TEENAGE COOL KIDS, “Foreign Lands”
After friends had talked this band up all the way down to Gainesville Fest, and then I was thoroughly blown away by their style at a random backyard morning show after a long weekend in Florida, I was waiting with baited breath for this new full length. And I must say, it definitely does not disappoint. While it is so similar to their last amazing full length, “Queer Salutations” it’s almost eerie I’m hardly one to complain. Perhaps the only real difference here is a crisper recording and their technique of having half these songs flow into one another seamlessly. Otherwise it’s the same clean and jangly guitars, occasional dirty bass (most notable on one of my favorite songs here “Calm Me Down”), unfuckwithable melodies that instantly cram themselves deep into your mind to be hummed for the rest of your natural life, incredible breezy and lighthearted back-up’s, and the best indie pop songs you’ll ever hear. Maybe a Pavement for the end of the decade? Built To Spill’s younger cousins? The Beach Boys illegitimate progeny? These dudes are the secret pop band the punk kids can claim as their own... but for how much longer before the rest of the world gets their paws on them? Fuck a Get Up Kids reunion, they always sucked anyway. If you dig indie pop stuff with a punk ethos here’s your jam right here. (Protagonist Music,

TITLE FIGHT, “The Last Thing You Forget”
I played with this band in Pennsylvania a couple years ago and the kids went absolutely batshit crazy for them. My band, on the other hand, stuck out like a sore thumb. I think since that time they must have changed a bit because this certainly does sound like a different band here. This CD collects all their material to date- 4 new songs, their “Kingston” 7”, and their first seven inch. You can definitely see the progression that works favorably for the band. While the older stuff is pretty cheesy, the stuff in the middle pines some saves the Day territory (blech) and the newest material actually sounds pretty decent. In fact, it’s the newest material that sounds the most like a hardcore band messing with catchy punk melodies and so forth, perhaps in a manner more akin to Samiam or something. So yeah, the old stuff is pretty blah while the newer material is definitely more intriguing. (Run For Cover,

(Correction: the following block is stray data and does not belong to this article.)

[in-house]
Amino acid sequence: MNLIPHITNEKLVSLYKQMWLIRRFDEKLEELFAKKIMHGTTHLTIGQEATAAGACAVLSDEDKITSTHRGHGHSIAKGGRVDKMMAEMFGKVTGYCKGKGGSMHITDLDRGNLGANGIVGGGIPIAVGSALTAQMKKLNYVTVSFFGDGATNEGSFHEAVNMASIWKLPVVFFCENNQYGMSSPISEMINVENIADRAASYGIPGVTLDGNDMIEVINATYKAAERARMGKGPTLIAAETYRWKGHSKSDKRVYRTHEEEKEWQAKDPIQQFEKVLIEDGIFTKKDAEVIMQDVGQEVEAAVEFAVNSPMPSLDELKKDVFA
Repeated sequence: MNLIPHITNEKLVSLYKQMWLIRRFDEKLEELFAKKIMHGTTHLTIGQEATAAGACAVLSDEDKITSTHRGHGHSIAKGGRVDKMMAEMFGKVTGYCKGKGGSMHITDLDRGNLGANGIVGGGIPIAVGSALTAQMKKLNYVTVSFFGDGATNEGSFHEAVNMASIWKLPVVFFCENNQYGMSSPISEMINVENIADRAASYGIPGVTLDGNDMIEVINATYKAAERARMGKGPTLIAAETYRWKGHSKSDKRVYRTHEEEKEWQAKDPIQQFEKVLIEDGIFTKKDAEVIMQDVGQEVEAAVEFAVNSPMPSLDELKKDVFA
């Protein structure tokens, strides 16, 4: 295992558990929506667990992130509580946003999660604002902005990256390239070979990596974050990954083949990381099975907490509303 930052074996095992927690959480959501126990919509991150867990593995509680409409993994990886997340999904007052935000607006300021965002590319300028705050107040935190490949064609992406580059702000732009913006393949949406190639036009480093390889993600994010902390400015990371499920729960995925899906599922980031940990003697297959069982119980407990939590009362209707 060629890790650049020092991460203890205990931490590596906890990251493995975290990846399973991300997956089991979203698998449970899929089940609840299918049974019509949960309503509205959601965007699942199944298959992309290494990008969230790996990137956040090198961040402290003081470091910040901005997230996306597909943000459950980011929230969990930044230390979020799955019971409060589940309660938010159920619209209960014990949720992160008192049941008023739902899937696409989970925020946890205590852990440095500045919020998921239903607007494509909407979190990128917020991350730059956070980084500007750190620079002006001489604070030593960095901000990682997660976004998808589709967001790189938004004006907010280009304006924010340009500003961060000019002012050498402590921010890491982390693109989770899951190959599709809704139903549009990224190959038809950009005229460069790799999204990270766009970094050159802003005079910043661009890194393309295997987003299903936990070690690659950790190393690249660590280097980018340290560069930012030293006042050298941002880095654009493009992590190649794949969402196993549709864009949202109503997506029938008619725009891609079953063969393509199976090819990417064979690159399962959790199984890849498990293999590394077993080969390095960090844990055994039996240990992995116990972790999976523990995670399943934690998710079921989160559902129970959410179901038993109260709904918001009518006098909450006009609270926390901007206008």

Sunday, August 16, 2009


As if this year couldn't get any more hectic Hex Records hit a bump in the highway early in the Summer when our distributor Lumberjack Mordam went tits up. It's not like I couldn't really see the writing on the wall... but well, I wasn't sure what I could do about it all.

Either way, with a bunch of records coming out this year I had to get a plan together. That's when the fine folks at MVD came calling. You may recognize these folks as they deal with a lot of DVD production distribution- they released live DVDs from Bad Brains, Jesus Lizard, and TAD just to name a few... which, right off the bat, shows that they have good taste. They've also gotten pretty into distributing records in the last few years... which is good for me! Along with re-issuing stuff from Flipper and GG Allin they took on the new Devo 12" amongst a variety of other stuff.

So I realize how fascinating the world of distribution must be to all of you reading this, but it's an important part of how my records get out there to people in a wide variety of places, and I want nothing more than for people to see and hear the bands I think are awesome. So, with the help of MVD, I'm hoping to everything back on track and even better for the rest of the year and years to come!

Check back later this week to get some news on official release dates and pre-orders for the next batch of records coming out this Summer/Fall- End Of a Year, Lemuria, The Helm, and Prize Country... and other cool stuff!